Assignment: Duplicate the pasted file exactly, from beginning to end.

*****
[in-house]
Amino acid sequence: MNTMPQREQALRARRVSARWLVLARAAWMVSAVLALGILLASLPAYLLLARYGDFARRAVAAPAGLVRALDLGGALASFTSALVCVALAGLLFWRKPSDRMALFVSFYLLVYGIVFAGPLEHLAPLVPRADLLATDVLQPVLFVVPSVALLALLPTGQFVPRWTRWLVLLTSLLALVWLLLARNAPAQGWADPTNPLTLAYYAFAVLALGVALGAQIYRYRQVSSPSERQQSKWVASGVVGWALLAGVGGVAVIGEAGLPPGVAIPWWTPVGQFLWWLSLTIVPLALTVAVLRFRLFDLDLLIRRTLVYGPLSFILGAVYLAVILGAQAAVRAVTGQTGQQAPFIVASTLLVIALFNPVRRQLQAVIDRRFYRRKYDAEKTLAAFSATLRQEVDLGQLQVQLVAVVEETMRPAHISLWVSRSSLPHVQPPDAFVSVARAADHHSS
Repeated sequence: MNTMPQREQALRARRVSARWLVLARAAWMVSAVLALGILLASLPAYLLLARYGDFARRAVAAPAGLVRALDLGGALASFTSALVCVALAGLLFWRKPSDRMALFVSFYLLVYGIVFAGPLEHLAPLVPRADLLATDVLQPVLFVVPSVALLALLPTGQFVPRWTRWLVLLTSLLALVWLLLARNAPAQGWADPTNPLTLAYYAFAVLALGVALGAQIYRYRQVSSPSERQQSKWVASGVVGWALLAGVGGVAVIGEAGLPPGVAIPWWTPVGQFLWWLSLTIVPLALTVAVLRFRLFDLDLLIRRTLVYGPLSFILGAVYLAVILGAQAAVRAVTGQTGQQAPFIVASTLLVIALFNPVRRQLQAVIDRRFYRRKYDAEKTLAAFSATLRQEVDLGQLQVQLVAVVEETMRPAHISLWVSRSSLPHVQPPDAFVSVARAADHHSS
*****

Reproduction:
[in-house]
Amino acid sequence: MNTMPQREQALRARRVSARWLVLARAAWMVSAVLALGILLASLPAYLLLARYGDFARRAVAAPAGLVRALDLGGALASFTSALVCVALAGLLFWRKPSDRMALFVSFYLLVYGIVFAGPLEHLAPLVPRADLLATDVLQPVLFVVPSVALLALLPTGQFVPRWTRWLVLLTSLLALVWLLLARNAPAQGWADPTNPLTLAYYAFAVLALGVALGAQIYRYRQVSSPSERQQSKWVASGVVGWALLAGVGGVAVIGEAGLPPGVAIPWWTPVGQFLWWLSLTIVPLALTVAVLRFRLFDLDLLIRRTLVYGPLSFILGAVYLAVILGAQAAVRAVTGQTGQQAPFIVASTLLVIALFNPVRRQLQAVIDRRFYRRKYDAEKTLAAFSATLRQEVDLGQLQVQLVAVVEETMRPAHISLWVSRSSLPHVQPPDAFVSVARAADHHSS
Repeated sequence: MNTMPQREQALRARRVSARWLVLARAAWMVSAVLALGILLASLPAYLLLARYGDFARRAVAAPAGLVRALDLGGALASFTSALVCVALAGLLFWRKPSDRMALFVSFYLLVYGIVFAGPLEHLAPLVPRADLLATDVLQPVLFVVPSVALLALLPTGQFVPRWTRWLVLLTSLLALVWLLLARNAPAQGWADPTNPLTLAYYAFAVLALGVALGAQIYRYRQVSSPSERQQSKWVASGVVGWALLAGVGGVAVIGEAGLPPGVAIPWWTPVGQFLWWLSLTIVPLALTVAVLRFRLFDLDLLIRRTLVYGPLSFILGAVYLAVILGAQAAVRAVTGQTGQQAPFIVASTLLVIALFNPVRRQLQAVIDRRFYRRKYDAEKTLAAFSATLRQEVDLGQLQVQLVAVVEETMRPAHISLWVSRSSLPHVQPPDAFVSVARAADHHSS